Coming to PBS’s American Experience today, Tuesday, March 30:

Jamila Ephron

World Premiere:
PBS broadcast (March 2021)

A violent instance of white supremacist police brutality serves as a spark to undo Jim Crow.

Sergeant Isaac Woodard served valiantly in WWII, but it was upon his return home that he would face grievous bodily harm that would cost him his eyesight. In 1946, after being honorably discharged from service and traveling home by bus to reunite with his wife, he was forcibly removed from the vehicle by police after an argument with the driver, beaten so severely with billy clubs that he suffered permanent damage to his vision, and arrested and fined for disturbing the peace. After the NAACP learned of the story, they enlisted the efforts of Orson Welles to create public awareness via his popular radio program, eventually succeeding against all odds to locate the perpetrator and to put him on trial. Though the trial ended in acquittal, Woodard’s story had unforeseen impact, awakening a moral mission in both US President Harry S Truman and federal Judge J Waties Waring that would see great strides in civil rights in the 1940s and ’50s, including, ultimately, the Supreme Court’s landmark Brown v the Board of Education decision. Though named after Woodard’s case, Jamila Ephron’s film is really about Jim Crow in a much wider sense, and efforts to return the focus to Woodard feel strained at times. Still, the textbook PBS project is informative and sadly all too timely, as recent efforts demonstrate the continued attempts parts of the country have taken to undermine civil rights, particularly voting rights.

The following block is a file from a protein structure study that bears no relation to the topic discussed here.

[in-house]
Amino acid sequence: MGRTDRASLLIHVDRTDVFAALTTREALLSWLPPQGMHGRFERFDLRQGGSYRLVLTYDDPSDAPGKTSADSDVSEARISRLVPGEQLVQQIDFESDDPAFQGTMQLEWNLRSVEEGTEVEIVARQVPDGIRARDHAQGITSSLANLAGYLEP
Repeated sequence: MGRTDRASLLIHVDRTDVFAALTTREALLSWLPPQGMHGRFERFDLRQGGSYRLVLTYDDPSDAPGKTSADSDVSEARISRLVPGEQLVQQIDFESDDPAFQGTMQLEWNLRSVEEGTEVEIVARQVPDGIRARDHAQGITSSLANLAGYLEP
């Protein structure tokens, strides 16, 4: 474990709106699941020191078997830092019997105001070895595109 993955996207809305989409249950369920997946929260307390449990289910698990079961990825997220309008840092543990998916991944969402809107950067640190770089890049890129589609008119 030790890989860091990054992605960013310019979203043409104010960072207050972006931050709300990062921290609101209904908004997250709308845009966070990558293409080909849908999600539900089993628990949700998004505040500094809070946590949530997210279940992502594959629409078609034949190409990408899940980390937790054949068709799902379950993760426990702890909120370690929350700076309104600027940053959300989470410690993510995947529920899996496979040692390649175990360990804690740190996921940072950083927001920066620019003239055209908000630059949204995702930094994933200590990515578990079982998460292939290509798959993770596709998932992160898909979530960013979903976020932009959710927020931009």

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Filed under Documentary, Film, Releases

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